George Frideric Handel was the epitome of a European composer in the Baroque era: born in Halle, he took up his first post in Hamburg and then spent four years in Italy, where he broadened his musical knowledge. Handel finally found his adopted home in London, where he enjoyed success first with Italian operas and later with English-language oratorios. Following La resurrezione in 2014, Emmanuelle Haïm now conducts the second oratorio from Handel’s Italian creative period: Il trionfo del Tempo e del Disinganno (The Triumph of Time and Truth), with the Berliner Philharmoniker.
The oratorio documents the dispute between beauty, pleasure, time and knowledge, who appear in person as allegorical figures. Even if, as the title suggests, time and truth ultimately win the dispute, it is pure – and timeless – beauty that triumphs musically. For example, the oratorio is the origin of one of Handel’s most poignant melodies: the composer later used the aria “Lascia la spina” in other works as well, such as in the opera Rinaldo under the title “Lascia ch’io pianga”. The violin solo in Beauty’s magnificent final song was probably played by the famous violin virtuoso and composer Arcangelo Corelli at the first performance in 1707. At a rehearsal, Handel, who was also inclined to theatrical displays in his own life, is said to have snatched the violin out of his colleague’s hand to demonstrate his stylistic ideas.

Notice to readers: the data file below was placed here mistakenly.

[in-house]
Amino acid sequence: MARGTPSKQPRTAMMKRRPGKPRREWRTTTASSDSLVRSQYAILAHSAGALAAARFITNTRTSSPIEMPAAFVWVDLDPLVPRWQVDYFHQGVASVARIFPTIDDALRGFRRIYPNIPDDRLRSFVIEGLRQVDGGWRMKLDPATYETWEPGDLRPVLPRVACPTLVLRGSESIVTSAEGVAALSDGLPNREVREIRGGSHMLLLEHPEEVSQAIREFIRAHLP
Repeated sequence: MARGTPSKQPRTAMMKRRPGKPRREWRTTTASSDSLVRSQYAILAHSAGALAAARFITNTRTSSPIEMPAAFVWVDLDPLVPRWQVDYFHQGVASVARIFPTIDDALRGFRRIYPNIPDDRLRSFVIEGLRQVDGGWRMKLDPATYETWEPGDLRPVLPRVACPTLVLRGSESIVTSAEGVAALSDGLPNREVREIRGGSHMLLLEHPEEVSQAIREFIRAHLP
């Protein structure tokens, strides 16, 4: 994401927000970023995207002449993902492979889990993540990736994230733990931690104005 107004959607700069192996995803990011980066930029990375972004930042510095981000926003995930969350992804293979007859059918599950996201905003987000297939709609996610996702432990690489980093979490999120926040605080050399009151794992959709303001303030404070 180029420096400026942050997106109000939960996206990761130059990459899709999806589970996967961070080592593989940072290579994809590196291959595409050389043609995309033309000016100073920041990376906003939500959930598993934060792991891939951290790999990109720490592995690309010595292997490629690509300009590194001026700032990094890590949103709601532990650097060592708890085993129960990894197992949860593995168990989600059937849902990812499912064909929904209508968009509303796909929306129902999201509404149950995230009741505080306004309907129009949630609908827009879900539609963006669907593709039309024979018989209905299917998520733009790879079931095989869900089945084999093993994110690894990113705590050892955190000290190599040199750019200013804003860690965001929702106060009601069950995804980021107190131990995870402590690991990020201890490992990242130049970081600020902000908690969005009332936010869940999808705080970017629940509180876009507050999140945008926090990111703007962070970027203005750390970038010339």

The international vocal quartet includes Franco Fagioli and Iestyn Davies, two of the most successful countertenors of our time, who will make their debuts with the Philharmoniker in this concert.